Never say never was always the safer bet with wrestling. People who seemed to burn bridges in a rather permanent way often returned given enough time.

    Part of it is due to Vince - he is one of those crazy billionaire types who doesnt want people to challenge him, but at the same time the people who stand up to him and spar with him are more likely to win his respect.

    For example, Bobby Heenan avoided publicly having a go at Vince. He didnt get his job back, while others who had been far less restrained in their years away from WWF did. Such are the joys of having to deal with the contradictions of billionaire bosses.

    Personally in many scenarios I side with the wrestlers, and for every idiot that refused to do a job for shit reasons, there are people who did the right thing in standing up to nonsensical shit that harms their ability to get over. I also take this stance because of the way WWE have long classified their wrestlers as 'independent contractors' for all sorts of crappy reasons. So it serves them right when the talent actually acts like independent entities by refusing to have their value destroyed by Vinces crap whims. Also, in the past the top stars of WWE would have more say in terms of their character, storylines and the lines scripted for them, and this was often a good thing, not a bad thing.

    I think I am only able to take this stance because the mindset of the current generations of wrestlers is quite different to the 1980s & 1990s wrestlers. The lifestyle is different, the attitude towards in ring workrate is different, the attitude towards the audience is different - its not just that kayfabe is gone, but also other carnival aspects such as treating the audience as stupid money marks who deserve to be exploited. I think WWE management actually has its own modified modern version of this, eg they dont give two shits about how often they false advertise a wrestler or match, and I think it costs them over time and is out of step with what a modern promotion can do in terms of its relationship with the fans.

    WWE attitude towards the fans is another example of their shit corporate speak and how they have been trying to make everything about the brand and not superstar wrestlers. The WWE Universe. Just fuck off with that shit. I enjoy wrestling so much more when I dont have to digest such phrases. It will be so easy for AEW to come across as more authentic compared to this shit.

    Anyway I see that WWE still has the silly attitudes towards leaks - apparently they didnt announce the NXT stuff on Raw last night because they were pissed off that news had leaked.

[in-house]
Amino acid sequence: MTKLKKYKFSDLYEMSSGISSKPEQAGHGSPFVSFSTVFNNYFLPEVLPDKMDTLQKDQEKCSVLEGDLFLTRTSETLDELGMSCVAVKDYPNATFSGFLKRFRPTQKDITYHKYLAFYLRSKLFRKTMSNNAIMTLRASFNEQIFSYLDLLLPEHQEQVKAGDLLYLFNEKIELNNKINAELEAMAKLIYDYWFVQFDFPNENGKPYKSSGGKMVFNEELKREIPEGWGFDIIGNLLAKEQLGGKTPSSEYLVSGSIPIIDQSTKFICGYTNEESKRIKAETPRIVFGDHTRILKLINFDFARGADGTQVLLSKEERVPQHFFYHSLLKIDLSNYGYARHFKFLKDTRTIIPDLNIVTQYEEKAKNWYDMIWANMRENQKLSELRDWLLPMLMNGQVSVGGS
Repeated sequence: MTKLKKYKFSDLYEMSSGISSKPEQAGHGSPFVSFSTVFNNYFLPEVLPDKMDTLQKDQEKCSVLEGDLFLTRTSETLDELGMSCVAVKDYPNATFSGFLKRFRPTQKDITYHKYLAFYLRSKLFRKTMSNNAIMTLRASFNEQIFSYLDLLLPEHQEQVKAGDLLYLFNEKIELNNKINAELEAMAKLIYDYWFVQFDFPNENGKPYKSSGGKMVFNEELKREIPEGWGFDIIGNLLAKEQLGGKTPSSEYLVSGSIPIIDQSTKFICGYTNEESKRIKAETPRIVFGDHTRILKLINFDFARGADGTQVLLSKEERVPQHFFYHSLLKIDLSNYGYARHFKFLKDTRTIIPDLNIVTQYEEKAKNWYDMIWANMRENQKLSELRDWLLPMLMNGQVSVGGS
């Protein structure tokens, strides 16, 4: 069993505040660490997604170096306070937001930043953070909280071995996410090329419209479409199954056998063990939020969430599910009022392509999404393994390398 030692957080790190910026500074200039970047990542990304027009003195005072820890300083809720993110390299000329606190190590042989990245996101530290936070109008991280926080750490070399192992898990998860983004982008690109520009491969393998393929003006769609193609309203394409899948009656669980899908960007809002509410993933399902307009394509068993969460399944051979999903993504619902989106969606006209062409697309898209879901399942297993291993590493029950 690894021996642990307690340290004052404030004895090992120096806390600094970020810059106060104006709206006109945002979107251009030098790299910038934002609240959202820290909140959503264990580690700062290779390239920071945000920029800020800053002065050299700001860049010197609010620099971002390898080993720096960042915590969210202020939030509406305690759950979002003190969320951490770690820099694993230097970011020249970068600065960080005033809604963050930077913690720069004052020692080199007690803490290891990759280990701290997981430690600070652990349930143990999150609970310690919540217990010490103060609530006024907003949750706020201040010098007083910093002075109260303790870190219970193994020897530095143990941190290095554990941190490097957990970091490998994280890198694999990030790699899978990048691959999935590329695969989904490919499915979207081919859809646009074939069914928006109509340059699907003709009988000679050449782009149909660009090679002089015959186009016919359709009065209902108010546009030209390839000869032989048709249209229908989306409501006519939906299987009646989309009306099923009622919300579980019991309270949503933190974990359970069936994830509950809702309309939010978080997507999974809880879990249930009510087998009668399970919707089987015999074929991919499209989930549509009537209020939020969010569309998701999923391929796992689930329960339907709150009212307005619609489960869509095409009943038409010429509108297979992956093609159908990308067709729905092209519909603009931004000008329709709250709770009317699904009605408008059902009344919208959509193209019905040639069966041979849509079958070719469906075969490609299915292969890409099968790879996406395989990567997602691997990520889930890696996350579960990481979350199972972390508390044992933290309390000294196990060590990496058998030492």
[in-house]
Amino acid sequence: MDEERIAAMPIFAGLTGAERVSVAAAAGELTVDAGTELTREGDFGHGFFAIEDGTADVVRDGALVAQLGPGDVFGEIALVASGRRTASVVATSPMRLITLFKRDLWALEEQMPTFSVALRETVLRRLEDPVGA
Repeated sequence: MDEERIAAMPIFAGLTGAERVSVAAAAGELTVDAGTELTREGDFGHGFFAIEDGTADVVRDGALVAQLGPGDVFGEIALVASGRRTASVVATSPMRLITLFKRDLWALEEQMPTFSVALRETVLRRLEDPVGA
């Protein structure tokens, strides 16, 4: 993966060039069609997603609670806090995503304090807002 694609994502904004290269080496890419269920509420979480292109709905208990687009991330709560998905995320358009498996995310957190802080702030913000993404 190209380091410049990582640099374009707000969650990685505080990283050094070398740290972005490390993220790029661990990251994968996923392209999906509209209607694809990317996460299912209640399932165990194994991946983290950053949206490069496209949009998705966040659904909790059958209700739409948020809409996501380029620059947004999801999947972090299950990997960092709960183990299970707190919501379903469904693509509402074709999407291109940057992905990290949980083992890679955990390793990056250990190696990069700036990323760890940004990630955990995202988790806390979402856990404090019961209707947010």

Last edited: Aug 20, 2019
  7. elbows

    elbows WoeTimer

    How was NXT UK? I only had time to watch AEW All Out, which I enjoyed.

    I see that not only was Jericho the first WWF Undisputed champ, and the first AEW world champion, but has probably also set the record for the quickest theft of a new belt!

    Chris Jericho reports wrestling title belt stolen

    I would be more suspicious that this story was a work if it were not for local police confirming the story. I still retain a little suspicion. Either way I believe he has already cut a promo, which I havent seen yet, so they will make the most of the publicity.
  8. cybershot

    cybershot Well-Known Member

    Apparently it’s been returned.

    NXT UK was very enjoyable as well. Majority of the matches were very good. Main event perhaps went on a little too long and started to lose interest as the false finishes continued. perhaps my only gripe.
  9. elbows

    elbows WoeTimer

    Yeah, the guy that found it reckons they probably left it on top of the boot by accident and it fell off at some stage.

    Meanwhile it sounds like Bischoff has had more power to fuck everything up on Smackdown than he should have been given. I have little idea what the weekly AEW show will actually be like, but it should at least be refreshing to have a show that lacks writers scripting everything.

    Details about that and a big writer reshuffle here:

    Inside WWE's 'SmackDown' and 'Raw' Creative Team Shakeup (Exclusive)

    I suppose I will make myself watch at least one Smackdown when it moves US station & reboots, and at least a few NXTs when that gets US TV and goes head-to-head with AEW. There will have to be drastic WWE changes for me to stick with any of their shows for more than a few weeks at a time these days, even when the Wednesday night wars begin.
  10. bromley

    bromley ...isn't as good as Lewisham.